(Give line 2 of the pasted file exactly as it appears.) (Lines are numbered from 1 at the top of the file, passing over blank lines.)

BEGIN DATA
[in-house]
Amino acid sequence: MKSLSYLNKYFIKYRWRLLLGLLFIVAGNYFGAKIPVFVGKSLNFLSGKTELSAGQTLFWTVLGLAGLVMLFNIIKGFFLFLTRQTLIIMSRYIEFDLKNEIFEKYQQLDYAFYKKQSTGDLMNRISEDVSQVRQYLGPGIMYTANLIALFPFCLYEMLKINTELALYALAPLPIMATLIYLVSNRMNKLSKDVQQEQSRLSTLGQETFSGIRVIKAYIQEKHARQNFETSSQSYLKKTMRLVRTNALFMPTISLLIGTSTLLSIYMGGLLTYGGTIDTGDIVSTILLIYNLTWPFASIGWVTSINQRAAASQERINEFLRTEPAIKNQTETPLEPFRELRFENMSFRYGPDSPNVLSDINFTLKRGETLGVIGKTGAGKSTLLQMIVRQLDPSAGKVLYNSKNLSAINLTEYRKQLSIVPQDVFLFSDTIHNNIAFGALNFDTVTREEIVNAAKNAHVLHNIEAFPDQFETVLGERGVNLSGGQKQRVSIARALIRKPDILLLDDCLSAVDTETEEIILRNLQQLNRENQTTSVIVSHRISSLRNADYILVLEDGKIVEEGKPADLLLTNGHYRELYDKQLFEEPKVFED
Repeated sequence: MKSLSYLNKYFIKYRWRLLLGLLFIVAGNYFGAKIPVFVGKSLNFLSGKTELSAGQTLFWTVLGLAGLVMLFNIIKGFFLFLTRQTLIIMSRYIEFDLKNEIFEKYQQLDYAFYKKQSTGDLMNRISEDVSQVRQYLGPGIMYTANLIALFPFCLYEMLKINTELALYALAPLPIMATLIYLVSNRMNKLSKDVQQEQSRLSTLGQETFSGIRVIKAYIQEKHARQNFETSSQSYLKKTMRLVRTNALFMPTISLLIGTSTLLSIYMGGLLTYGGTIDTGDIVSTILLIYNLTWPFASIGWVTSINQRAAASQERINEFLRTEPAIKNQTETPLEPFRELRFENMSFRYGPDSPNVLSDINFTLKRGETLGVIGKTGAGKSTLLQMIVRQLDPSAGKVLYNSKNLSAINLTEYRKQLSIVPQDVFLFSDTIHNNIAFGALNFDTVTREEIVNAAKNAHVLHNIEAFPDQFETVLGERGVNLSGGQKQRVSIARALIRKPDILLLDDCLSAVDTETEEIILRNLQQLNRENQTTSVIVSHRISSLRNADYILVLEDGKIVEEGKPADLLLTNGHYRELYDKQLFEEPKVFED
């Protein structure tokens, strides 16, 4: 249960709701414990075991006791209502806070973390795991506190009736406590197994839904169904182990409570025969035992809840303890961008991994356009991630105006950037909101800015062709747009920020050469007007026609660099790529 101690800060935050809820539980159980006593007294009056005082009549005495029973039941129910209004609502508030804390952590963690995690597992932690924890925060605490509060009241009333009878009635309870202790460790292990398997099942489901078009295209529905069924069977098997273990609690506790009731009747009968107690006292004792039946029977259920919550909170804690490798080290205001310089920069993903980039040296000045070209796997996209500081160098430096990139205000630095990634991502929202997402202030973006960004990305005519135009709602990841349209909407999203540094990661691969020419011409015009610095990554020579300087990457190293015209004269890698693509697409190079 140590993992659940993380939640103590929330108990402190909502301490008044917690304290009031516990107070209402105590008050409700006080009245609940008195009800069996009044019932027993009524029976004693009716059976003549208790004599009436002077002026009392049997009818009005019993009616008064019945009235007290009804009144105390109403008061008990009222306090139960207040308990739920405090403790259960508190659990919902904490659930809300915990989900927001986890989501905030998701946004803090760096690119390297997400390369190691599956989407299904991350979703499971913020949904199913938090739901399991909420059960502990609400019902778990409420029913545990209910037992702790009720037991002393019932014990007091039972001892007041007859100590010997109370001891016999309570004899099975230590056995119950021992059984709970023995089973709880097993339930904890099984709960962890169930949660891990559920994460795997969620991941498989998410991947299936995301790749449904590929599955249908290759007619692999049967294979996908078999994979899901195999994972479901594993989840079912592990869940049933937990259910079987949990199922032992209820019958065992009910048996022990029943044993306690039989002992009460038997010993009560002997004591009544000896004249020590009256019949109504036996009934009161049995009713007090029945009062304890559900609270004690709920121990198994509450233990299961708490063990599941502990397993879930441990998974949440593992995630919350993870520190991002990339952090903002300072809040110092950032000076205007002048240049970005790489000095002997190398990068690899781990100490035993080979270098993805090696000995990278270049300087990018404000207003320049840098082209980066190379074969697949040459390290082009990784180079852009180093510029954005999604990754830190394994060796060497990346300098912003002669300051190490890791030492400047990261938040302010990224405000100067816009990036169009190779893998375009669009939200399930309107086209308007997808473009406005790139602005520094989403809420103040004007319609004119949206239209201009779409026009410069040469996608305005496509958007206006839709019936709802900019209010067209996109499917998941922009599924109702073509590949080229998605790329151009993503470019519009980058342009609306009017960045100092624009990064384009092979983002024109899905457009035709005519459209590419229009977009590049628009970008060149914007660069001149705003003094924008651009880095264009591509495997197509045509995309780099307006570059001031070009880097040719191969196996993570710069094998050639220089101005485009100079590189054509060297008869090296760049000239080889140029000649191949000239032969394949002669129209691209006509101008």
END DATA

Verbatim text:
Amino acid sequence: MKSLSYLNKYFIKYRWRLLLGLLFIVAGNYFGAKIPVFVGKSLNFLSGKTELSAGQTLFWTVLGLAGLVMLFNIIKGFFLFLTRQTLIIMSRYIEFDLKNEIFEKYQQLDYAFYKKQSTGDLMNRISEDVSQVRQYLGPGIMYTANLIALFPFCLYEMLKINTELALYALAPLPIMATLIYLVSNRMNKLSKDVQQEQSRLSTLGQETFSGIRVIKAYIQEKHARQNFETSSQSYLKKTMRLVRTNALFMPTISLLIGTSTLLSIYMGGLLTYGGTIDTGDIVSTILLIYNLTWPFASIGWVTSINQRAAASQERINEFLRTEPAIKNQTETPLEPFRELRFENMSFRYGPDSPNVLSDINFTLKRGETLGVIGKTGAGKSTLLQMIVRQLDPSAGKVLYNSKNLSAINLTEYRKQLSIVPQDVFLFSDTIHNNIAFGALNFDTVTREEIVNAAKNAHVLHNIEAFPDQFETVLGERGVNLSGGQKQRVSIARALIRKPDILLLDDCLSAVDTETEEIILRNLQQLNRENQTTSVIVSHRISSLRNADYILVLEDGKIVEEGKPADLLLTNGHYRELYDKQLFEEPKVFED